But towards the end of the week, my husband’s lawyer arrived in London, and after that the conversations became more pacific.
One morning, as I sat writing a letter in the adjoining room, I heard laughter, the popping of corks, the jingling of glasses, and the drinking of healths, and I judged that the, difficult and disagreeable business had been concluded.
At the close of the interview I heard the door opened and my husband going into the outer corridor to see his visitors to the lift, and then something prompted me—God alone knows what—to step into the room they had just vacated.
It was thick with tobacco smoke. An empty bottle of champagne (with three empty wine glasses) was on the table, and on a desk by the window were various papers, including a sheet of foolscap which bore a seal and several signatures, and a thick packet of old letters bound together with a piece of purple ribbon.
Hardly had I had time to recognise these documents when my husband returned to the room, and by the dark expression of his face I saw instantly that he thought I had looked at them.
“No matter!” he said, without any preamble. “I might as well tell you at once and have done with it.”
He told me. The letters were his. They had been written to a woman whom he had promised to marry, and he had had to buy them back from her. Although for three years he had spent a fortune on the creature she had shown him no mercy. Through her solicitor, who was a scoundrel, she had threatened him, saying in plain words that if he married anybody else she would take proceedings against him immediately. That was why, in spite of the storm, we had to come up to London on the day after our wedding.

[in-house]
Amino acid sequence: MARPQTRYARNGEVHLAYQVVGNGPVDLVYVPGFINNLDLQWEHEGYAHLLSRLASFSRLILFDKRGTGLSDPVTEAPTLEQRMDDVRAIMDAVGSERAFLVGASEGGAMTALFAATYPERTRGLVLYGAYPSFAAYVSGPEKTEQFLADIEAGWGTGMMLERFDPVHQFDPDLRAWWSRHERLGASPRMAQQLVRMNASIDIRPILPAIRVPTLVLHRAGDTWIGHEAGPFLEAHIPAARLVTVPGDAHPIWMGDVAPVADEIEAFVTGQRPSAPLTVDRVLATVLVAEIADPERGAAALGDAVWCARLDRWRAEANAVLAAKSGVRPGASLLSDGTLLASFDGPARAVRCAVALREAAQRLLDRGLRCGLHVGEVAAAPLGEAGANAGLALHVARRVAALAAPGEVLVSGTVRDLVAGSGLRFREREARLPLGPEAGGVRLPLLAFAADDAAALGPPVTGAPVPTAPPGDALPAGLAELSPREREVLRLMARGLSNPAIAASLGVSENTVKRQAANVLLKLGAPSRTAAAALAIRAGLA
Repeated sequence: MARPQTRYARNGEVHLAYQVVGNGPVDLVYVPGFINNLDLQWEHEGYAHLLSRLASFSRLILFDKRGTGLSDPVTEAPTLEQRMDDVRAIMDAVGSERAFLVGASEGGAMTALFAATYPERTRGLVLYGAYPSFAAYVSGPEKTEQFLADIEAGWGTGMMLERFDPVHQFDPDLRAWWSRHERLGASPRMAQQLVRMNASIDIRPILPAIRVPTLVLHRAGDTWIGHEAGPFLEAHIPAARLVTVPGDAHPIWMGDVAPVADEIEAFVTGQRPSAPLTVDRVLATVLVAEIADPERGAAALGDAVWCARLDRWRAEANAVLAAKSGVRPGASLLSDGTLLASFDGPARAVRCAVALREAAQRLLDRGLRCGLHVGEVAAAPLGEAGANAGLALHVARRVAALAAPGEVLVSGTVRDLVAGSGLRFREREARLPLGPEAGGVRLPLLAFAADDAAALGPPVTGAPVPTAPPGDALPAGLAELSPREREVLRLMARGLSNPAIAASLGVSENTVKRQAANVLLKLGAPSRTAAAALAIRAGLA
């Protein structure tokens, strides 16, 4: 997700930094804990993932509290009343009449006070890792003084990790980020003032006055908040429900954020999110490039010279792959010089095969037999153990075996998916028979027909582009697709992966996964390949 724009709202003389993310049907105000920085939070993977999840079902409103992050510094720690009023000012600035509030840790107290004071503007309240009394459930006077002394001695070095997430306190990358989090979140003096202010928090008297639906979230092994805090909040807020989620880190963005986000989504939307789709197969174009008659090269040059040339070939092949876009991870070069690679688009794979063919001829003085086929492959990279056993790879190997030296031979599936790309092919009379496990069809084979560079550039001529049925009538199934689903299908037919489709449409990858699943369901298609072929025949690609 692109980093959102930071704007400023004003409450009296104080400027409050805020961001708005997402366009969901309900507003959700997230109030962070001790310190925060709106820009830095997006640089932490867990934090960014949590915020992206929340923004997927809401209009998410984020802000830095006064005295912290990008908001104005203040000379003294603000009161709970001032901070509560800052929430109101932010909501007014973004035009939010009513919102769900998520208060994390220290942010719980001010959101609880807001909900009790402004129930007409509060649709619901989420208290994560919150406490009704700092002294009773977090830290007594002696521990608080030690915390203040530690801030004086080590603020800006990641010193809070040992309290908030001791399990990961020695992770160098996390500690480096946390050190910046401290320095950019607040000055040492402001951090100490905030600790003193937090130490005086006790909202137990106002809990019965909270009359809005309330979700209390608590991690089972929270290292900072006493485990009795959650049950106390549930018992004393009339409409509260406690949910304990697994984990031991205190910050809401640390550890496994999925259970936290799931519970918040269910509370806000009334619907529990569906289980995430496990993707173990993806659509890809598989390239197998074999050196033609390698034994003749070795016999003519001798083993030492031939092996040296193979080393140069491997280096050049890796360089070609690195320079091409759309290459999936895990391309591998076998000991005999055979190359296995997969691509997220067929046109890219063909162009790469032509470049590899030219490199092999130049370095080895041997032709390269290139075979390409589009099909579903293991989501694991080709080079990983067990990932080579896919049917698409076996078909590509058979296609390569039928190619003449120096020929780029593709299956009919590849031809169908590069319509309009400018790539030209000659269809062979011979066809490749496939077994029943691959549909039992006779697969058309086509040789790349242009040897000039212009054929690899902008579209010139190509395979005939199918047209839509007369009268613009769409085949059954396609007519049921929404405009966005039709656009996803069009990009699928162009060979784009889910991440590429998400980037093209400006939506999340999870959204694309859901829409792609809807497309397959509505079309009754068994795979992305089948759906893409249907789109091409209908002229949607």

“Now you know,” said my husband. “Look here” (holding out the sheet of foolscap), “five thousand pounds—that’s the price I’ve had to pay for marrying.”
I can give no idea of the proud imperiousness and the impression of injury with which my husband told his brutal story. But neither can I convey a sense of the crushing shame with which I listened to it. There was not a hint of any consciousness on his part of my side of the case. Not a suggestion of the clear fact that the woman he had promised to marry had been paid off by money which had come through me. Not a thought of the humiliation he had imposed upon his wife in dragging her up to London at the demand of his cast-off mistress.
When my husband had finished speaking I could not utter a word. I was afraid that my voice would betray the anger that was boiling in me. But I was also degraded to the very dust in my own eyes, and to prevent an outburst of hysterical tears I ran back to my room and hid my face in my pillow.
What was the good of trying to make myself in love with a man who was separated from me by a moral chasm that could never be passed? What was the good? What was the good?